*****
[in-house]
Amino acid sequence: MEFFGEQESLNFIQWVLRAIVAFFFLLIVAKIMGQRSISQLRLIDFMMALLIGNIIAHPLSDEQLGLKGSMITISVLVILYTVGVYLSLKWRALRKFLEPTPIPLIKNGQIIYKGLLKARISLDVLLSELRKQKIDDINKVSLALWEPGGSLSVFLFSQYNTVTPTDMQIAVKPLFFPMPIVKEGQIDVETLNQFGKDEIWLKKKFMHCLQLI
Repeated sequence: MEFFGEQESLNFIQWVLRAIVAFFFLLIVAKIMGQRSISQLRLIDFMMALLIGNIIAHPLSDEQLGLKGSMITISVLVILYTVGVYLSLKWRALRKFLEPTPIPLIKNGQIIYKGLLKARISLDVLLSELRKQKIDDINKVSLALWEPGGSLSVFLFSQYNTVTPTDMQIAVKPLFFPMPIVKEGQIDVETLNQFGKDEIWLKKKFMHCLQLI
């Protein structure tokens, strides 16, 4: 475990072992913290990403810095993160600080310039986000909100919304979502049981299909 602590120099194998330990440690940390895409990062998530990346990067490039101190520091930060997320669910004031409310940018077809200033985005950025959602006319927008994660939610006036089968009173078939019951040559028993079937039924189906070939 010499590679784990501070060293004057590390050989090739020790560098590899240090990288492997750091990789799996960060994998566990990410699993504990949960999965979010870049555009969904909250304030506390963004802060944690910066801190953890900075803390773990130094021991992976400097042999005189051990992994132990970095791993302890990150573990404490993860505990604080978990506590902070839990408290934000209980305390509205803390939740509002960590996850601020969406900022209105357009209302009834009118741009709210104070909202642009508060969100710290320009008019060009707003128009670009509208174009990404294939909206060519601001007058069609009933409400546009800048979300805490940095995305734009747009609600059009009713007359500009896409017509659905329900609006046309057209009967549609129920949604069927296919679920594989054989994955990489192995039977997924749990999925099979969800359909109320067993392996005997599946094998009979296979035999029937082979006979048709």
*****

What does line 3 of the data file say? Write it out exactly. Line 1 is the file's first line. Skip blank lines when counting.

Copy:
Repeated sequence: MEFFGEQESLNFIQWVLRAIVAFFFLLIVAKIMGQRSISQLRLIDFMMALLIGNIIAHPLSDEQLGLKGSMITISVLVILYTVGVYLSLKWRALRKFLEPTPIPLIKNGQIIYKGLLKARISLDVLLSELRKQKIDDINKVSLALWEPGGSLSVFLFSQYNTVTPTDMQIAVKPLFFPMPIVKEGQIDVETLNQFGKDEIWLKKKFMHCLQLI